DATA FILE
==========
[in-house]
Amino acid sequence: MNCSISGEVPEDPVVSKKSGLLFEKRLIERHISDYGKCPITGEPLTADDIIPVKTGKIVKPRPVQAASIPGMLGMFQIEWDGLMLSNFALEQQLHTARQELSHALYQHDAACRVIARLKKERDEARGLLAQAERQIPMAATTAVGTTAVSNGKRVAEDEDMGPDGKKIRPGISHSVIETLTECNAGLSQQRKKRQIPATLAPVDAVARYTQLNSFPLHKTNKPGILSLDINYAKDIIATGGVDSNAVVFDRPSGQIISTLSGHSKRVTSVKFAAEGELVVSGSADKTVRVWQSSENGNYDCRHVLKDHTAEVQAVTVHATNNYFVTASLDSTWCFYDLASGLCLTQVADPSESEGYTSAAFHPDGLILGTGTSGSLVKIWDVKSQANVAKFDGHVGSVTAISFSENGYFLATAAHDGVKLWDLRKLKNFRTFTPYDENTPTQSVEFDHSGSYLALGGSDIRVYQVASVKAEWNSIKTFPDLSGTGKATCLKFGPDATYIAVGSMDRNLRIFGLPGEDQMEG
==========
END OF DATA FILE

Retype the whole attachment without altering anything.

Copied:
[in-house]
Amino acid sequence: MNCSISGEVPEDPVVSKKSGLLFEKRLIERHISDYGKCPITGEPLTADDIIPVKTGKIVKPRPVQAASIPGMLGMFQIEWDGLMLSNFALEQQLHTARQELSHALYQHDAACRVIARLKKERDEARGLLAQAERQIPMAATTAVGTTAVSNGKRVAEDEDMGPDGKKIRPGISHSVIETLTECNAGLSQQRKKRQIPATLAPVDAVARYTQLNSFPLHKTNKPGILSLDINYAKDIIATGGVDSNAVVFDRPSGQIISTLSGHSKRVTSVKFAAEGELVVSGSADKTVRVWQSSENGNYDCRHVLKDHTAEVQAVTVHATNNYFVTASLDSTWCFYDLASGLCLTQVADPSESEGYTSAAFHPDGLILGTGTSGSLVKIWDVKSQANVAKFDGHVGSVTAISFSENGYFLATAAHDGVKLWDLRKLKNFRTFTPYDENTPTQSVEFDHSGSYLALGGSDIRVYQVASVKAEWNSIKTFPDLSGTGKATCLKFGPDATYIAVGSMDRNLRIFGLPGEDQMEG